Skip to main content Skip to footer
More Than 400 Penn State Student-Athletes Earn 3.0 GPA During Superb Fall Academic Performance

Follow PSU Athletics:    

April 16, 2010

UNIVERSITY PARK, Pa., - More than 400 Penn State student-athletes earned a grade point average of 3.0 or higher during the 2009 Fall semester to highlight another outstanding academic performance, Tim Curley, Director of Athletics, reported today.

During the most recent semester, a total of 415 student-athletes earned a GPA of 3.0 or above. The 415 total represents 58 percent of the 714 young men and women who were members of Penn State's 29 varsity sports last fall, just two percentage points off the school record.

Among the 415 Nittany Lion student-athletes with a 3.0 GPA, 189 earned a 3.50 grade point average or higher to gain Dean's List recognition. Dean's List students must complete a minimum of 12 credits in a semester.

Penn State's 29 varsity teams had an average GPA of 3.02 with 20 squads earning a team semester GPA of 3.0 or higher, according to Russ Mushinsky, Director of the Morgan Academic Support Center for Student-Athletes. The cheerleaders and Lionettes dance team also posted team GPAs of 3.0 or better.

Five Nittany Lion student-athletes earned first team ESPN The Magazine Academic All-America® honors last fall, on the heels of Penn State's school record 11 selections in 2008-09. Women's volleyball national Player of the Year Megan Hodge was selected the Academic All-American® of the Year for her sport. Nittany Lion football student-athletes Josh Hull, Andrew Pitz and Stefen Wisniewski earned first team Academic All-America® accolades, as did men's soccer standout Jason Yeisley, who was selected the Lowe's Senior Class Award winner in his sport.

Penn State has had 151 ESPN The Magazine Academic All-Americans® all-time, the third highest total in the nation, with 108 honorees in the last 16 years under Curley's leadership. A total of 33 Nittany Lion student-athletes have earned ESPN The Magazine Academic All-America® honors the past four-plus years.

"We continue to be very pleased by the excellent academic achievements of our student-athletes," Curley said. "Our student-athletes consistently achieve at a high level. Their academic success is a credit to their outstanding work-ethic and dedication and to the encouragement they receive from our faculty, academic support personnel and coaches."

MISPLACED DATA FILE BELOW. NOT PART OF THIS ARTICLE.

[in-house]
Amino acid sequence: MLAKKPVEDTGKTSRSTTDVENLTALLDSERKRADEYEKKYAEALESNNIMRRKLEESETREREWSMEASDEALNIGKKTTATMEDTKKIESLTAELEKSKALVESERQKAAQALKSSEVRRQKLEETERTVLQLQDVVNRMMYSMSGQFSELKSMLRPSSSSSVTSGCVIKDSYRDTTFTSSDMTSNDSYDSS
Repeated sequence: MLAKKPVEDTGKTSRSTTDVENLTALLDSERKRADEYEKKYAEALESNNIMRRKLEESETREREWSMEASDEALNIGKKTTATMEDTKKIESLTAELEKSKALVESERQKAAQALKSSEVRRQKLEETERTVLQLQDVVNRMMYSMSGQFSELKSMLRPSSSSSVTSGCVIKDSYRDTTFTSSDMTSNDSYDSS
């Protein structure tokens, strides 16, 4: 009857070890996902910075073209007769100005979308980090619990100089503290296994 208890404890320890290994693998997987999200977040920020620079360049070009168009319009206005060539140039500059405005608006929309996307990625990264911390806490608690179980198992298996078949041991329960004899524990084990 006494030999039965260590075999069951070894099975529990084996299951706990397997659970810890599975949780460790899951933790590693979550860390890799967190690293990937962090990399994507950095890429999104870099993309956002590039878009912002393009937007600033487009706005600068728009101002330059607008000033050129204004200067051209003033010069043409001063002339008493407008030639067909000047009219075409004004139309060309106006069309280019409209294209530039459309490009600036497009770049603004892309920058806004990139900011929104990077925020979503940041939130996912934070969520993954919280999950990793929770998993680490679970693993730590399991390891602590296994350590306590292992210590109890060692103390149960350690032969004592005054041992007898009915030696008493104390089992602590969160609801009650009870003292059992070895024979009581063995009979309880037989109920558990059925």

Penn State's student-athletes, who have captured 23 Big Ten Championships during the past five years and eight NCAA titles the past four, consistently have been among the nation's most successful in earning their degrees. Among some of the recent academic accomplishments are:

- Penn State student-athletes earned a school record Graduation Success Rate (GSR) of 89 percent for the second consecutive year, compared to a 79 percent average for all Division I-A institutions, according to NCAA data released last November. The 89 percent figure was second highest among Big Ten Conference institutions.

- According to the 2009 NCAA data, Penn State's four-year federal graduation rate average was 82 percent, again well above the national average of 63 percent, and second to Northwestern (88) among Big Ten schools.

- The 2009 NCAA data revealed that student-athletes from 23 of Penn State's 25 teams (track/cross country teams combined) earned a Graduation Success Rate at or above the national GSR average of 79 percent. Seven Penn State squads earned a Graduation Success Rate of 100 percent and 21 of 25 Nittany Lion teams earned a GSR higher than or equal to the national average for their respective sport.

- A total of 253 Nittany Lion student-athletes earned Academic All-Big Ten honors in 2008-09, tied for Penn State's second-highest total in the program's existence.

- 81 Nittany Lion student-athletes graduated this last May, the second-highest total during the decade for Penn State's spring commencement (83 in 2008).

- Of the Penn State student-athletes in the NCAA studies from 1993-94 through 2002-03 who exhausted their eligibility, 96 percent left with their diplomas.


  • Loading Tweets...
    1 second ago